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The gospel story for today is well known in church. It’s the story of the man who comes with great deference to ask Jesus what he must do to inherit eternal life. Jesus answers him by reminding him of what we now call the Ten Commandments: Don’t steal. Don’t commit adultery. Don’t covet. If you are willing to zoom way in to this story and enter it imaginatively with your mind’s eye, you can see this man. He is a good man. He says, “I have kept all these commandments since I was young.” Now we know no one is perfect.
Two weeks ago I was very blessed to be able to attend what was called a “Planetary Healing Retreat” at Liberty Community Church. Liberty is a predominantly African American church in North Minneapolis whose primary ministries revolve around healing from various kinds of trauma, including racism and sex trafficking. Recently, one of their co-pastors, Alika Galloway, felt the Spirit leading her to begin to expand their vision to include planetary healing.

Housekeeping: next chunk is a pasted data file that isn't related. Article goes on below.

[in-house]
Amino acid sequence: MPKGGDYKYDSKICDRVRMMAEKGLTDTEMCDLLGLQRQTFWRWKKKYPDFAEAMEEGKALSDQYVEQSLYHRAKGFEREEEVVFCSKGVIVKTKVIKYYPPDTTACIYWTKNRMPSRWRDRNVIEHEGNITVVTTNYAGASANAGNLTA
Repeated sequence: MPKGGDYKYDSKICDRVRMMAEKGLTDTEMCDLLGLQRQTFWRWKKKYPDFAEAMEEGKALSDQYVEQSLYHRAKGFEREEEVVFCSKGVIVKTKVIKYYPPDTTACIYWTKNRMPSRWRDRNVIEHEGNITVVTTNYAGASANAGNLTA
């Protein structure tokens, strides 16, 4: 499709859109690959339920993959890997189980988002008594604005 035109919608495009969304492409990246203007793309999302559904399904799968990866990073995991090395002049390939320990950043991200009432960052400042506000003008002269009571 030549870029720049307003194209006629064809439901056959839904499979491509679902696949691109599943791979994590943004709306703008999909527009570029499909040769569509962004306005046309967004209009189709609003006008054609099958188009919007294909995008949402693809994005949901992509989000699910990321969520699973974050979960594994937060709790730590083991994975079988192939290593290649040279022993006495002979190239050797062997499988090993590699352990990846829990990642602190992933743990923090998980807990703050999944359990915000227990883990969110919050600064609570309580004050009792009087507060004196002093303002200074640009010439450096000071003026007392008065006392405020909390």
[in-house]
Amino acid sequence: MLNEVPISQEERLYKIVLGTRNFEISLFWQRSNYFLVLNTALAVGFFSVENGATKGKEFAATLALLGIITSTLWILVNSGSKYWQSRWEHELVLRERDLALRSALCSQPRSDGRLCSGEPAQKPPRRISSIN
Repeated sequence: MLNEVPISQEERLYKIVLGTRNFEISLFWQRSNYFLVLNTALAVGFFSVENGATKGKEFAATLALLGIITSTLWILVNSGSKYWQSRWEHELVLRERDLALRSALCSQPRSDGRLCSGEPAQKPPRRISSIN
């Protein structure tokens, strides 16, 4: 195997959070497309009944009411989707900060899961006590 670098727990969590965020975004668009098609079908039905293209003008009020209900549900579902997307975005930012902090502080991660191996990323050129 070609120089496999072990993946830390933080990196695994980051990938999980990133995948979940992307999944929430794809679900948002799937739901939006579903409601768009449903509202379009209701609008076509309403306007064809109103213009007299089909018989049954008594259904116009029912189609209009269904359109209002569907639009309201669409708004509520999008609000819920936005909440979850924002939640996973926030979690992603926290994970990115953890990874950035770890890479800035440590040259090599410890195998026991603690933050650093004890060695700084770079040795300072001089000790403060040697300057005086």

At the recent House of Bishops Meeting Presiding Bishop Curry spoke of the Time of Covid, of the complicated emotions of loss and lament, anger and fear, pain and frustration. “We are living in a narthex moment, he said between the world we knew and whatever is being born,”
One of the most interesting things I learned at seminary in Hebrew class was the meaning of the word דֶ֣רל which translates ‘way, manner, road.’ But this is not ‘road’ in the sense of saying, “take 35W north.” It refers at a deeper level to following in the ways or path set forth by God. So then, after the death of Solomon, Israel split into a northern kingdom of Israel and a southern kingdom of Judah.
How many of you know what an “intervention” is? We are going to do something completely untraditional—I actually would love it if someone would answer the question. Out loud. Introverts, don’t worry, no one has to say anything if you don’t want to. So OK, what’s an intervention? What’s the goal of an intervention?
Several years ago, I was driving on the east coast. I had been in Washington, D.C., and was headed to North Carolina to visit my parents. I was on Interstate 95 in Virginia, a road surrounded on both sides by lush green trees and little farms. Along the way, I passed a caravan of five or six cars that grabbed my attention.